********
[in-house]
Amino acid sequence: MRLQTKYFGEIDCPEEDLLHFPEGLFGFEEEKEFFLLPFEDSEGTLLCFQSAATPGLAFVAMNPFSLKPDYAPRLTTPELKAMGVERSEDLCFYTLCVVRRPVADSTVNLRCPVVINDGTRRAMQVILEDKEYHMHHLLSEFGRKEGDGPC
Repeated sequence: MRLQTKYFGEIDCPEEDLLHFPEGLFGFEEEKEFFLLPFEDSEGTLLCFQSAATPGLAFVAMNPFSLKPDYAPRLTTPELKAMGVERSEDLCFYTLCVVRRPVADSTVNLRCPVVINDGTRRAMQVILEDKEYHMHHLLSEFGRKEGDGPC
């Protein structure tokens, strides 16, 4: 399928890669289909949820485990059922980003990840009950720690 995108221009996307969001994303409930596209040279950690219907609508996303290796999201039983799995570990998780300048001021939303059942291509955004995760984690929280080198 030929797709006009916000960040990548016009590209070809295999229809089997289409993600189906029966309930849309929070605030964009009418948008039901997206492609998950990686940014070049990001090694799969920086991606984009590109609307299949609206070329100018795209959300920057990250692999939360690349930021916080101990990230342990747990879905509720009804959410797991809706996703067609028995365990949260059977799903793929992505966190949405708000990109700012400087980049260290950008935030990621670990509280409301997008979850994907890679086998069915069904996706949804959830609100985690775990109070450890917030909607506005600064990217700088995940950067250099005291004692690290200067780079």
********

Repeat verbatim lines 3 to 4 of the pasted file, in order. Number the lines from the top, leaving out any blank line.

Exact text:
Repeated sequence: MRLQTKYFGEIDCPEEDLLHFPEGLFGFEEEKEFFLLPFEDSEGTLLCFQSAATPGLAFVAMNPFSLKPDYAPRLTTPELKAMGVERSEDLCFYTLCVVRRPVADSTVNLRCPVVINDGTRRAMQVILEDKEYHMHHLLSEFGRKEGDGPC
């Protein structure tokens, strides 16, 4: 399928890669289909949820485990059922980003990840009950720690 995108221009996307969001994303409930596209040279950690219907609508996303290796999201039983799995570990998780300048001021939303059942291509955004995760984690929280080198 030929797709006009916000960040990548016009590209070809295999229809089997289409993600189906029966309930849309929070605030964009009418948008039901997206492609998950990686940014070049990001090694799969920086991606984009590109609307299949609206070329100018795209959300920057990250692999939360690349930021916080101990990230342990747990879905509720009804959410797991809706996703067609028995365990949260059977799903793929992505966190949405708000990109700012400087980049260290950008935030990621670990509280409301997008979850994907890679086998069915069904996706949804959830609100985690775990109070450890917030909607506005600064990217700088995940950067250099005291004692690290200067780079």